International and regional actors also play a pivotal role in addressing enforced disappearances, particularly from an accountability perspective. International and regional human rights courts and tribunals, including the European Court of Human Rights and the Inter-American Court of Human Rights, have greatly contributed to clarifying and further developing normative principles related to enforced disappearance. Under the Statute of the International Criminal Court, enforced disappearance constitutes a crime against humanity when committed as part of a widespread or systematic attack against any civilian population, with knowledge of the attack.
Human rights treaty bodies and Human Rights Council special procedures also play a key normative and advocacy role on enforced disappearance. Importantly, the Committee on Enforced Disappearances (CED) and the Working Group on Enforced or Involuntary Disappearances (WGEID), through complementary roles and functions, support States in their fight against enforced disappearances. The CED’s functions are legally grounded in the ICPPED; it is responsible for monitoring its implementation, including by examining States parties reports and receiving individual complaints. The WGEID assists families in determining the fate or whereabouts of reportedly disappeared family members.
Efforts continue – but need to be redoubled – to raise awareness of obligations relating to enforced disappearance and other missing persons and to foster sustained political commitment, both nationally and internationally, to ensure compliance with the law. Here the ICPPED is key; States not yet having done so should ratify it, and those that have should work closely with the CED to ensure its effective implementation, including by making enforced disappearance a crime at the domestic level.
UN GA resolutions (19742020) and Resolution 2474 on missing persons are also important tools to raise awareness and leverage support, including for the work of human rights mechanisms related to enforced disappearances and of other civil society actors, by placing the issue on the global agenda regularly. In particular, Resolution 2474 emphasizes that the issue of missing persons is a priority during conflict, not just post-conflict; this is key to early and preventive action. The resolution also encourages relevant UNSG special representatives to consider this issue when implementing their mandates, including in bilateral discussions with States. Finally, 2474 also calls upon members States to cooperate with different actors, including international organizations, on the question.
Towards an effective and comprehensive response
Between IHL and IHRL, the international legal framework is clear, robust and comprehensive, but achieving universalization of the ICPPED and the adequate implementation and enforcement of relevant obligations requires political will. This remains a challenge in many contexts. People still go missing and are forcibly disappeared, and families continue to suffer, while time fades away.
An effective and comprehensive response to the tragedy of those forcibly disappeared, other missing persons and their families is a complex endeavor that goes beyond the capacity and mandate of any one actor. The initiatives and the efforts of many actors with different roles, approaches and areas of expertise are key.
The ICRC is part of these efforts and it seeks to ensure that its engagement is complementary to that of other actors. For instance, its Missing Persons Project has created a global community of practitioners bringing together different stakeholders and families of the missing, including those forcibly disappeared, to encourage multi-disciplinary exchanges and the joint development of best practices and guidance documents. An important part of this work is continued dialogue with, and involvement of, actors such as the CED and the WGEID.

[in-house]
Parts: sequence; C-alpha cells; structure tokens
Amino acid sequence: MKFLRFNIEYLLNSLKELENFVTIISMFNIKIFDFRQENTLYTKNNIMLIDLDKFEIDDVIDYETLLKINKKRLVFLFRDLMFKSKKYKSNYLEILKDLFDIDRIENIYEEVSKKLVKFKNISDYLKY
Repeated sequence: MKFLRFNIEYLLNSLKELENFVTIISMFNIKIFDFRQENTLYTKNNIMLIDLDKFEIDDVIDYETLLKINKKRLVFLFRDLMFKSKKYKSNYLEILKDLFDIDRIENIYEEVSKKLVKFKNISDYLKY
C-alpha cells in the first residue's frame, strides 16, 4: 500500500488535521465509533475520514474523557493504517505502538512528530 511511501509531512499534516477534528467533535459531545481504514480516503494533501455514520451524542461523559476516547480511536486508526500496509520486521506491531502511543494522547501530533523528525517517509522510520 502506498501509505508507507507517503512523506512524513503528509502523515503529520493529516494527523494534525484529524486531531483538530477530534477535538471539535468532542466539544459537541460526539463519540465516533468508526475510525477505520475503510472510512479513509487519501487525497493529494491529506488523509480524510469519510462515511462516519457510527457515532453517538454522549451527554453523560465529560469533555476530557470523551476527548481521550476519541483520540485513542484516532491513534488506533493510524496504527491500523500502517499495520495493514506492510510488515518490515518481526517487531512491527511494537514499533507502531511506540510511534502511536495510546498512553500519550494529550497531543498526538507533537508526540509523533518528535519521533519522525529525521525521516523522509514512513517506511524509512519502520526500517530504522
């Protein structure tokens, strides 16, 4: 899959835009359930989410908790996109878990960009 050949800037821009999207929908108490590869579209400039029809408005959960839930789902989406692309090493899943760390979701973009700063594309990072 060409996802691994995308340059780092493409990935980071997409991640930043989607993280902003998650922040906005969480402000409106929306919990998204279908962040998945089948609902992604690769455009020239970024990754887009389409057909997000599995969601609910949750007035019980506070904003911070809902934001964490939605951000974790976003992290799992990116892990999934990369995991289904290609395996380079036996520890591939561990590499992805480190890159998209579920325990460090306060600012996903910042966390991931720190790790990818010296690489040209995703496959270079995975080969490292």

Ultimately, addressing enforced disappearances and other cases of missing persons, in accordance with their obligations under IHL and IHRL, is the responsibility of the authorities concerned. Working to build a conducive environment to prevent people from being forcibly disappeared or going missing in other circumstances, search for those missing, bring those responsible for crimes to justice and uphold the rights of families remains as essential as it was decades ago. We must continue seeking to foster sustained political commitment by the concerned authorities to achieve these aims and an environment that will not set aside the suffering of families even in war and even after decades. This requires the involvement of lawyers and advocates alike.
 ICPPED, Article 2, 20 December 2006; preamble of the Declaration on the Protection of all Persons from Enforced Disappearance; and Inter-American Convention on Forced Disappearance of Persons, Article II, 9 June 1994.
 See notably International Conference of the Red Cross and Red Crescent: Resolution II (1984), pg.149; Resolution XIII (1986), pg. 157; and Resolution 1 Plan of Action (1999), pg. 150. See also the conclusions of the events held prior to the International Conference of Governmental and Non-Governmental Experts on Missing Persons (19-21 February 2003) calling for all necessary measures to prevent and punish enforced disappearance, the training of law enforcement officials on this offence and the implementation of obligations, including the prohibition of enforced disappearance (pp. 29, 37 and 49).
 Art. 7(1)(i); Art. 7(2)(i) includes political organizations in the definition of enforced disappearance.
- Filipa Schmitz Guinote & Eva Svoboda, Where are they? Three things the families of missing persons teach us about war and peace, May 6, 2021
- Ellen Policinski, The Missing: What’s in this edition of the Review, July 2, 2019
- Kvitoslava Krotiuk, Memory and war: does time really heal?, December 17, 2019